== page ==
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Flu Complications

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Worried about flu complications? Even for a healthy person, the flu can put you out of commission for days -- even weeks. And there's always the chance that the flu can cause more serious health problems or flu complications such as sinusitis (sinus infections), bronchitis, or even pneumonia.

According to the CDC, 5% to 20% of the U.S. population contracts the flu annually. More than 200,000 of those individuals are hospitalized for flu complications.

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Specifically for Kids: Preventing and Treating Flu in Children

It’s a fact of parenting life: Kids equal germs. They share toys, put things in their mouths, and rub their faces with grubby little hands. During the fall and winter, schools, day care centers, and other places where children gather act as incubators for colds and the flu. So flu prevention for children is much more complicated than it is for adults. What can you do to help make sure little Olivia or Ethan doesn’t bring home a nice big dose of the flu with this week’s art project? Try these tips...

Read the Specifically for Kids: Preventing and Treating Flu in Children article > >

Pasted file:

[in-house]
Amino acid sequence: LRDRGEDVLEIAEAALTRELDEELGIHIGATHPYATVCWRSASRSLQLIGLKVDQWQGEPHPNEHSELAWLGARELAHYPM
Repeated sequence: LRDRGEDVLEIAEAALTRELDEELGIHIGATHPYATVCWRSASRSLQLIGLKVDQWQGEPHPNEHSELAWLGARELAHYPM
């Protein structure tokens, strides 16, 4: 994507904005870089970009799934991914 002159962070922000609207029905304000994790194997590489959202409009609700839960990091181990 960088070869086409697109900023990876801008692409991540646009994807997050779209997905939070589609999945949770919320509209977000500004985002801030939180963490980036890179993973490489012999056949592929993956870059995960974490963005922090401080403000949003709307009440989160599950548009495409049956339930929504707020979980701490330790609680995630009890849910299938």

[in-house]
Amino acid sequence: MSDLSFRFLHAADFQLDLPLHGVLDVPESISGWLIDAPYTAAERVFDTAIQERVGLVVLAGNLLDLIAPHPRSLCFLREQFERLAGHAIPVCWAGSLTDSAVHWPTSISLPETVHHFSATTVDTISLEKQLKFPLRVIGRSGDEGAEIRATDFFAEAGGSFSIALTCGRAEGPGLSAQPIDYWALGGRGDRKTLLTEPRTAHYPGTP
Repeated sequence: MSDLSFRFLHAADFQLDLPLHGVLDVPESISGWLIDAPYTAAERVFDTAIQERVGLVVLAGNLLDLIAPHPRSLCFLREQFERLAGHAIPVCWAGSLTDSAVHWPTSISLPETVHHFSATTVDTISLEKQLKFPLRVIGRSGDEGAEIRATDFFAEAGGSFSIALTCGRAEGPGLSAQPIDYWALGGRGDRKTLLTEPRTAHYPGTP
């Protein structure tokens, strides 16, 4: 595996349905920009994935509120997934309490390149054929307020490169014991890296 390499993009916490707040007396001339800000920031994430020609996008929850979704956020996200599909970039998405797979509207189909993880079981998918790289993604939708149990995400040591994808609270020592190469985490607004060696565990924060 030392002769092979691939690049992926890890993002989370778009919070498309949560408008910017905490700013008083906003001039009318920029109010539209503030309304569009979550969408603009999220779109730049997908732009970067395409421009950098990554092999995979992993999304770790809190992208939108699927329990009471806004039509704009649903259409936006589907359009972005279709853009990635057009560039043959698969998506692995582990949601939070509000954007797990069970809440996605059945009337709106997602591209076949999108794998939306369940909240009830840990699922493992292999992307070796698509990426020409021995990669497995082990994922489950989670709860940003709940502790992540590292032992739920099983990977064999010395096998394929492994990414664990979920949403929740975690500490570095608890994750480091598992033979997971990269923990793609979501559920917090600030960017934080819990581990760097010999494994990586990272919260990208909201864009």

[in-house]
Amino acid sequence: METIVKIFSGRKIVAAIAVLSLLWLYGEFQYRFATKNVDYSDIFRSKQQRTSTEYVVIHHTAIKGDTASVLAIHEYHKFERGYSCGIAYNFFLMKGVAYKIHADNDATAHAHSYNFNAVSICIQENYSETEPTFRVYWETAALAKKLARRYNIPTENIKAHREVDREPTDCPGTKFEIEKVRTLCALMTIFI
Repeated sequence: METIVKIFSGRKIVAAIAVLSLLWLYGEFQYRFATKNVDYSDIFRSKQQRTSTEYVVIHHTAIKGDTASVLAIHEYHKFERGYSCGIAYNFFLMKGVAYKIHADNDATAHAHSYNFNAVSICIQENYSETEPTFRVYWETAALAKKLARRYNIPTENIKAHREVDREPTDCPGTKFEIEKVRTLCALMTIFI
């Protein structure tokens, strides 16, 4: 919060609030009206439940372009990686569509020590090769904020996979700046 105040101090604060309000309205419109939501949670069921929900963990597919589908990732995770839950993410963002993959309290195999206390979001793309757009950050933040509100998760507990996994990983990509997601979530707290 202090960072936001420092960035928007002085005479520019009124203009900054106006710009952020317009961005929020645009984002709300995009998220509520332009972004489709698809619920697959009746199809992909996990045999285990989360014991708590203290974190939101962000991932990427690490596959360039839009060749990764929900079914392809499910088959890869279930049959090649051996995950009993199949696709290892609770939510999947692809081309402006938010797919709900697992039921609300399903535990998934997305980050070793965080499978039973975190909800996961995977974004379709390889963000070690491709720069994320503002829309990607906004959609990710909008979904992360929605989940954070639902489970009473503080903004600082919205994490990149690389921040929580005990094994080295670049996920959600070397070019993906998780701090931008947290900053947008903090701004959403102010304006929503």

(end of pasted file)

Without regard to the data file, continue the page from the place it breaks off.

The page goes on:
Over a period of 30 years, between 1976 and 2006, estimates of flu-associated deaths in the United States range from a low of about 3,000 to a high of about 49,000 people.

What Is the Flu?

Influenza -- commonly shortened to "flu" -- is an extremely contagious viral disease that appears most frequently in the fall and winter. The flu comes on fast and strong, spreading through your upper respiratory tract and sometimes invading your lungs.

What Are the Symptoms of the Flu?

With the flu, you may have the following symptoms:

(For more information about flu symptoms, see WebMD's Flu Symptoms: What You Might Feel.)

What Are Common Flu Complications?

The most common flu complications include viral or bacterial pneumonia, ear infections and sinus infections, especially in children, dehydration, and worsening of chronic medical conditions, such as congestive heart failure, asthma, or diabetes.

Other complications include muscle inflammation (myositis), central nervous system disease, and heart problems including heart attacks, inflammation of the heart muscle (myocarditis), and inflammation of the sac around the heart (pericarditis).

Those at highest risk for flu complications include adults over 65, children ages 6 months to 4 years, nursing home residents, adults and children with heart or lung disease, people with compromised immune systems (including people with HIV/AIDS), and pregnant women.

(For in-depth information, see WebMD's Flu and Chronic Medical Conditions.)

Is Pneumonia a Serious Flu Complication?

Yes, pneumonia is a common and very serious flu complication. Pneumonia can occur from direct involvement of the flu virus in the lung or when a bacterial infection develops during the course of the flu. Whether viral or bacterial, pneumonia can make you quite ill and may require hospitalization.

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